Calcium chloride

Molecular formula:
CaCl2
Chemical compound:
calcium chloride
Common name:

CaCl2 – calcium chloride – is a white, odorless, crystalline solid. It can form crystals together with 1, 2, 4, and 6 molecules of water. Calcium chloride with 6 molecules of water is called antarcticite, and was discovered in Antarctica as a crystalline precipitate from a highly saline brine in Don Juan Pond. As it releases heat when dissolved in water, it is often used to initiate the heating process required for industrial purposes. Its ability to lower the melting point of ice led to its use as a de-icer on roads. Calcium chloride is sometimes used as an additive in fire extinguishers. Moreover, it can be used to stave off food spoilage and is often utilized as a preservative in packed foods. Calcium chloride is added in small amounts to pasteurized milk to aid in coagulation and form quality yogurt.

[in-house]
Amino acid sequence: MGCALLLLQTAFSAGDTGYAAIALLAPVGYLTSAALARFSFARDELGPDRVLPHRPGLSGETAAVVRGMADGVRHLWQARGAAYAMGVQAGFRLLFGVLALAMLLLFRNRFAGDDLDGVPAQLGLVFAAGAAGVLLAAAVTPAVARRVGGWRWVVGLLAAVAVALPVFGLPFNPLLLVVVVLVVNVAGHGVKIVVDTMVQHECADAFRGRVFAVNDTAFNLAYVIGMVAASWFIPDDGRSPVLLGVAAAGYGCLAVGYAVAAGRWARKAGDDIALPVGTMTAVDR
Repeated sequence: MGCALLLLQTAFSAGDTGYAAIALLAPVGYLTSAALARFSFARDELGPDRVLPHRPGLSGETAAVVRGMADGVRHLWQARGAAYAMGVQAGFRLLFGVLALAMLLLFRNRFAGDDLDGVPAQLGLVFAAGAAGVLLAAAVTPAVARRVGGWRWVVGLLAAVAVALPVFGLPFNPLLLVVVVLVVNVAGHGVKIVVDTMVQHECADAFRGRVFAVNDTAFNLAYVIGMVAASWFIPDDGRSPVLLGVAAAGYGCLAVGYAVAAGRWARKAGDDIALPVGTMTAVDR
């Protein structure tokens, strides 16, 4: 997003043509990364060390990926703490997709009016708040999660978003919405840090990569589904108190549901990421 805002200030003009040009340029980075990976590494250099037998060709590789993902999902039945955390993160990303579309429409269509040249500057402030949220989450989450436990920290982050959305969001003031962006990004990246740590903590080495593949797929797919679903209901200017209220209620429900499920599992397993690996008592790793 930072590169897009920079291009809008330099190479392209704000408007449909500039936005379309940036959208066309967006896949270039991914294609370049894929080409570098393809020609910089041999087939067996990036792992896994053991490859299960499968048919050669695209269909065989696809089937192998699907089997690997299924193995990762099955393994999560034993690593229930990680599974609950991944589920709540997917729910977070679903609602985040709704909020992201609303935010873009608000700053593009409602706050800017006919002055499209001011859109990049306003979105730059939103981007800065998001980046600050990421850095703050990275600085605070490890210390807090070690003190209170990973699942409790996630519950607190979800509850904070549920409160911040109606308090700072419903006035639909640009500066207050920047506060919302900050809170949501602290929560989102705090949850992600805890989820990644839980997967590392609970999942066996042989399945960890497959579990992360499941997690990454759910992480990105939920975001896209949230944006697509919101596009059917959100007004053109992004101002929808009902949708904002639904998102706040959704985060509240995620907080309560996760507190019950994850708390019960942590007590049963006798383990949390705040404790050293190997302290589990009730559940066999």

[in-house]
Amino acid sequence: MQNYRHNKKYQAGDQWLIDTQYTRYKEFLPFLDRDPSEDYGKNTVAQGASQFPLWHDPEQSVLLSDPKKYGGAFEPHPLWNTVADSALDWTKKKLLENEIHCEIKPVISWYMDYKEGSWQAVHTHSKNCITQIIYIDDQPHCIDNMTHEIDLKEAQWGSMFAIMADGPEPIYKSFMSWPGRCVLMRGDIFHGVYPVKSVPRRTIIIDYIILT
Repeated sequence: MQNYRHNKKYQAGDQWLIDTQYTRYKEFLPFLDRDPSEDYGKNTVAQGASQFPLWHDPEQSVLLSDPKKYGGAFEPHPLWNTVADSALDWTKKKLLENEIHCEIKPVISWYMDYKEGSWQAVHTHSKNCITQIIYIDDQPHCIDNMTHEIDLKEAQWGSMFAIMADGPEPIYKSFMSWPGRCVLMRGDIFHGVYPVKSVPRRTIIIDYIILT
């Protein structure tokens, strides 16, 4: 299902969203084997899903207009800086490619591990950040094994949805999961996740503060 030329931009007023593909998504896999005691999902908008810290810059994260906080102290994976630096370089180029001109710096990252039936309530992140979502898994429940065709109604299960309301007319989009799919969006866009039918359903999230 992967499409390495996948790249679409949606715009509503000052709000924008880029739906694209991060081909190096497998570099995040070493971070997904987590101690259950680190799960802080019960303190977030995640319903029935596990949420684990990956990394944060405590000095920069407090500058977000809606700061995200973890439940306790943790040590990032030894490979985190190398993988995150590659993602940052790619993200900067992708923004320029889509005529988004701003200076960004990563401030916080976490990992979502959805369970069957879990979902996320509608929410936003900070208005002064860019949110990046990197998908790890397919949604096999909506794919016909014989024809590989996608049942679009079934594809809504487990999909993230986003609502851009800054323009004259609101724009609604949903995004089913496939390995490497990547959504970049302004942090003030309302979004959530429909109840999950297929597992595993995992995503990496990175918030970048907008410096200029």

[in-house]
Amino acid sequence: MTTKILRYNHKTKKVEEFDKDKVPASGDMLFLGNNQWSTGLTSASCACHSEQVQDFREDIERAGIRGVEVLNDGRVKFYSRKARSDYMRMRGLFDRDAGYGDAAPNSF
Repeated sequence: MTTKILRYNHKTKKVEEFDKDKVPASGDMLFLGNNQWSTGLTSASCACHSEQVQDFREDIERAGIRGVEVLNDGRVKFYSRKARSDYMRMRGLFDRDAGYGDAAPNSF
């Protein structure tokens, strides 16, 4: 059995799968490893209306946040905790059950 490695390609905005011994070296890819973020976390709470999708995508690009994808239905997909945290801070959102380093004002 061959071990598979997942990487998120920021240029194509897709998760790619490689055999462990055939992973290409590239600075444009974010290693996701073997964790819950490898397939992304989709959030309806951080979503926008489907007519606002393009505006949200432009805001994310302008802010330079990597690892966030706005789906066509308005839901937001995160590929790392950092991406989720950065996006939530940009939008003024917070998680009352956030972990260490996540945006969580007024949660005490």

Similar reagents

Experiments

Experiments with similar reagents

Hazard information

Hazard statements

  • Causes serious eye irritation.

Precautionary statements

  • IF IN EYES: Rinse cautiously with water for several minutes. Remove contact lenses if present and easy to do – continue rinsing.